Theresa May says she doesn’t regret calling the snap election that lost her majority. But there are two regrets she probably does have. The first would be her speech about helping the “just about managing” on the steps of No 10 when she took office. The second would be forgetting about austerity as a Tory priority.
Both of these decisions have come back to bite her – and can be used ruthlessly by Labour. Nowhere was this clearer than the last PMQs before Parliament breaks up for recess.
For what seemed like the tenth week in a row, Jeremy Corbyn was able to hit the Prime Minister where it hurts on the public sector pay freeze, arguing that people are being squeezed by low wages and rising inflation. He said she needs a “check on reality”, and brought up the Chancellor Philip Hammond’s alleged comment about public sector workers being “overpaid” – an unconfirmed quote, and the result of a leak from cabinet members arguing to lift the cap.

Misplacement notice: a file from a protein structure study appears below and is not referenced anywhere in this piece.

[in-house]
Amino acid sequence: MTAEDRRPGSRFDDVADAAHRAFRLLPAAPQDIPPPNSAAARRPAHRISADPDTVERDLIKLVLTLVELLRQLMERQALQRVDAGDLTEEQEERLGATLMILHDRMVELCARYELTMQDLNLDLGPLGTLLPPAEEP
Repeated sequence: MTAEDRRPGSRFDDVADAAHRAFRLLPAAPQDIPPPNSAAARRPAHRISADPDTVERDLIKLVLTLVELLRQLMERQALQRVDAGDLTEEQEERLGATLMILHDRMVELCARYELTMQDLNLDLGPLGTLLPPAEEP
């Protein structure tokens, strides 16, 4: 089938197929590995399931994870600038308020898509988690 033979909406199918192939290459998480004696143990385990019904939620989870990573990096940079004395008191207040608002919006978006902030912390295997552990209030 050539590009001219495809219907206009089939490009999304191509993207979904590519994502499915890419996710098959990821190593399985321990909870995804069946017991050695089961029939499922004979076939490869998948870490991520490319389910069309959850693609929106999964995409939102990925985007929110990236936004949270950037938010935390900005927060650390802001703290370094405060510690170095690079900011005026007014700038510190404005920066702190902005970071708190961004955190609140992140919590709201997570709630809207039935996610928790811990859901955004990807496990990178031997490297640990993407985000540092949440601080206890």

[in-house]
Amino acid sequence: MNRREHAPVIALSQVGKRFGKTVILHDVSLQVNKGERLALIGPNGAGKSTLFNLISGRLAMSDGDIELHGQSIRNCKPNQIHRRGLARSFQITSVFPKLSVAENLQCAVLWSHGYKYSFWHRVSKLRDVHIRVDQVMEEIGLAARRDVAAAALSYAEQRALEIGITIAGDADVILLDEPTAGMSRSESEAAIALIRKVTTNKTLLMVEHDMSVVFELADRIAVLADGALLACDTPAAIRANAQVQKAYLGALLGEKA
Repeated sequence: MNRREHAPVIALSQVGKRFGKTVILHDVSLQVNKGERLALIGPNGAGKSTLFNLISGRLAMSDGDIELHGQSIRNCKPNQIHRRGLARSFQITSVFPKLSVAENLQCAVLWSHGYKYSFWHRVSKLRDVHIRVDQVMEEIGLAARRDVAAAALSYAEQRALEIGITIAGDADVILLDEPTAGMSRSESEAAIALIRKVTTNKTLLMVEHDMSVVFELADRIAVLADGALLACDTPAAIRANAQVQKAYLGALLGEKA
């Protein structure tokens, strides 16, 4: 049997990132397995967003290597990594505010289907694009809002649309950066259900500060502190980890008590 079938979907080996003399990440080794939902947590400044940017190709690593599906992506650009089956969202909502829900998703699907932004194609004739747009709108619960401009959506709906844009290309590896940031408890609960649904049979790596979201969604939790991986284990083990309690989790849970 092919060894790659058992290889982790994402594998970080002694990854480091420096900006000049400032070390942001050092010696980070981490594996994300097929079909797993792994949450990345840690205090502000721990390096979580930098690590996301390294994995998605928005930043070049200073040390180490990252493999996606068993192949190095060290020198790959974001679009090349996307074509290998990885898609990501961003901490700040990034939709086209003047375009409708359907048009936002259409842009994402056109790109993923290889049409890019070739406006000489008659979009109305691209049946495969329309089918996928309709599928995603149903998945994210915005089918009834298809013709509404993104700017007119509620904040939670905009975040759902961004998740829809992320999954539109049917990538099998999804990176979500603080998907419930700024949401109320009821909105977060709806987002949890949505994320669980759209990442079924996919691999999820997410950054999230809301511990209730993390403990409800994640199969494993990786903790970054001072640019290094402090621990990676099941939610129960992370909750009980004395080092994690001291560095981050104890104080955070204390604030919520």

Corbyn’s attack on this worked two ways: exposing the cabinet’s divides on the subject, and also – more importantly – cementing the public’s preconceptions about the Conservative Party.
The Tories are always trying to shed their image as the party of the rich, out-of-touch with “ordinary” people. But being called out on in-work poverty and low-pay only perpetuates this image – and May’s promise to help struggling working-class families makes it even worse. It’s no longer just a Tory stereotype; it’s a betrayal.
This pay freeze is symbolic of the debate about austerity that resurfaced after Corbyn’s election performance. His success was taken by many Tories as a vote against austerity. That’s why there are both cabinet members and backbenchers who think it’s time for a different approach. Corbyn has emboldened them, but May has done more to do so. By dropping George Osborne’s deficit targets, and borrowing to invest in infrastructure, she allowed austerity to drop off the agenda. This is making it all the more difficult for her and her Chancellor to now defend.
So the Conservatives won’t only be thinking about their next leader over the summer. They’ll be searching for the soul of their party too.